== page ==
Like Cathy’s nonprofit, WSAS never charges families of the missing for anything. And they do not accept rewards. Cathy booked the drone pilots an Airbnb and paid for their travel expenses using funds donated to the Fowler-O’Sullivan Foundation. Theresa Sturkie, the wife of a missing man Cathy helped find in 2019, cooked meals.
During the day, the pilots flew their drones over the area surrounding the road where Garcia’s car was found. At night, they downloaded thousands of high-quality images into their laptops. One pilot had to be at work Monday morning. The drone team drove all night Sunday and didn’t get home until very late.
Once the photographs were uploaded, it was time for the image scanners to do their work. On Sunday evening, Cathy sent her team a link to the high resolution image files.
Morgan Clements CEO of GlobalIncidentMap.com was up late. Right away, he began a cursory search of the thumbnails to see which photos spoke to him. It was the first step in a tedious process Morgan had done before. In 2018 and 2019, he searched over 3,000 aerial images looking for O’Sullivan. In 2019, he squinted at hundreds of images before he found the bones of Paul Miller, a hiker who went missing in Joshua Tree.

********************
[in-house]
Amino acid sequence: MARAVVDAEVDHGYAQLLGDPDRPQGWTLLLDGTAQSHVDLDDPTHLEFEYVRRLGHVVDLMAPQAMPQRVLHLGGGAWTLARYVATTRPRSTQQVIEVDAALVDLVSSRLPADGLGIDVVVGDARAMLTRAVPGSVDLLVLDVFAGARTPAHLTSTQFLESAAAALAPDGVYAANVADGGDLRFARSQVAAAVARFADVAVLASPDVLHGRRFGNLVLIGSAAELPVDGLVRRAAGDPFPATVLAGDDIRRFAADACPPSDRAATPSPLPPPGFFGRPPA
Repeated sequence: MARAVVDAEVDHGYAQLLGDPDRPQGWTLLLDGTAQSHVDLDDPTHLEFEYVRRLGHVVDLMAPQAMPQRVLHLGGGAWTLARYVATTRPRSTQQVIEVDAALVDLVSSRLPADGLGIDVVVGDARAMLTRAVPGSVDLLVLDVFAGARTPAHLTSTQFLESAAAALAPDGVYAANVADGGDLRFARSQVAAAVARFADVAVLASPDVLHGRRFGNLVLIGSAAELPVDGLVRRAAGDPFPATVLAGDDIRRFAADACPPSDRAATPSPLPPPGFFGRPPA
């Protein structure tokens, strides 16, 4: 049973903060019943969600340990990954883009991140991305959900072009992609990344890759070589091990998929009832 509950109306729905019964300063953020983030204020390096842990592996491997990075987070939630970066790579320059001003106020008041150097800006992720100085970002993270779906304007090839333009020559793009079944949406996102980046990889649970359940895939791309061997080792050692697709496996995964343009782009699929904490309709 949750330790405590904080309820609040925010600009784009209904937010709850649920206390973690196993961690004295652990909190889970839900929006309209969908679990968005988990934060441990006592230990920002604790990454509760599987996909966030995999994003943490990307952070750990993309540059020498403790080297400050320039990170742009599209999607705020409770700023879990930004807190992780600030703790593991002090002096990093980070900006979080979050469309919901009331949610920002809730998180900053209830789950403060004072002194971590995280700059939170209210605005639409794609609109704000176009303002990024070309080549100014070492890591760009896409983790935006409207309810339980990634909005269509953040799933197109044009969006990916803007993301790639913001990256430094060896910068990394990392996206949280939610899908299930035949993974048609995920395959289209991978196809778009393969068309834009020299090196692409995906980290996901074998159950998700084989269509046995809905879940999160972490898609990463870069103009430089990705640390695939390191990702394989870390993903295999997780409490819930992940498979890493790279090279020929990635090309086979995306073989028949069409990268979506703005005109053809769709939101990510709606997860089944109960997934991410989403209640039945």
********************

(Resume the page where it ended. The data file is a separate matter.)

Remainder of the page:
At the start of his search for Rosario, Morgan took a moment to ask Mrs. Garcia to guide him to the right image.
At the start of his search for Rosario, Morgan took a moment to ask Mrs. Garcia to guide him to the right image. The quality of the WSAS photographs were impressive. Morgan could pick out items as small as a rusted tin can and individual blades of agave. He had already scanned over a hundred images when he spotted some clothing. He shared this photo with the FOF image search team under the caption “possible blue clothing, next to striped purse, on sloped ground.” In Missouri, where Morgan lived, it was nearly midnight.
The next morning, Cathy woke up early. As soon as she saw the photo Morgan posted, she texted me, “Almost positive we found Garcia.” Then she called Greg. Using the coordinates from the image with the clothing, Greg found more photographs from the same area. These images, taken from a different angle, left no doubt. Working together, WSAS and FOF had found human remains within 500 feet of where Garcia’s car was discovered.